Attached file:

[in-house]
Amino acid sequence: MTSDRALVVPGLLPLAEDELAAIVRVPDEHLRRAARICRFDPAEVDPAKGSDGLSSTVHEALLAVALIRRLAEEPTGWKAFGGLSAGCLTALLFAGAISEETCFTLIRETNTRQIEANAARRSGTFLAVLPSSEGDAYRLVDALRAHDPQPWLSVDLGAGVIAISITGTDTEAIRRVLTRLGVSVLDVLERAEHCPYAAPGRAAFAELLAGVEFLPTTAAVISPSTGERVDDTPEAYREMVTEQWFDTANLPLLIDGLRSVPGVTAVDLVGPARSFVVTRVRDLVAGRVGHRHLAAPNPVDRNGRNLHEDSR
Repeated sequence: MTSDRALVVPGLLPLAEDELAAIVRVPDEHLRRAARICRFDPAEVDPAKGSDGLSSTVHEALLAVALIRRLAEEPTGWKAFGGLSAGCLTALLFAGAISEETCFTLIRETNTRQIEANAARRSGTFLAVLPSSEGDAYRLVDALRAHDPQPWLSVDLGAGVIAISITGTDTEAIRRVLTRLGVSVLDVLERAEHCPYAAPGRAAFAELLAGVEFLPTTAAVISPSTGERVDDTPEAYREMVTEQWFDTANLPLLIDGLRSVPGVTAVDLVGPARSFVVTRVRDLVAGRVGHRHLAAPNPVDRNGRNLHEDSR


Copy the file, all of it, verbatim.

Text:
[in-house]
Amino acid sequence: MTSDRALVVPGLLPLAEDELAAIVRVPDEHLRRAARICRFDPAEVDPAKGSDGLSSTVHEALLAVALIRRLAEEPTGWKAFGGLSAGCLTALLFAGAISEETCFTLIRETNTRQIEANAARRSGTFLAVLPSSEGDAYRLVDALRAHDPQPWLSVDLGAGVIAISITGTDTEAIRRVLTRLGVSVLDVLERAEHCPYAAPGRAAFAELLAGVEFLPTTAAVISPSTGERVDDTPEAYREMVTEQWFDTANLPLLIDGLRSVPGVTAVDLVGPARSFVVTRVRDLVAGRVGHRHLAAPNPVDRNGRNLHEDSR
Repeated sequence: MTSDRALVVPGLLPLAEDELAAIVRVPDEHLRRAARICRFDPAEVDPAKGSDGLSSTVHEALLAVALIRRLAEEPTGWKAFGGLSAGCLTALLFAGAISEETCFTLIRETNTRQIEANAARRSGTFLAVLPSSEGDAYRLVDALRAHDPQPWLSVDLGAGVIAISITGTDTEAIRRVLTRLGVSVLDVLERAEHCPYAAPGRAAFAELLAGVEFLPTTAAVISPSTGERVDDTPEAYREMVTEQWFDTANLPLLIDGLRSVPGVTAVDLVGPARSFVVTRVRDLVAGRVGHRHLAAPNPVDRNGRNLHEDSR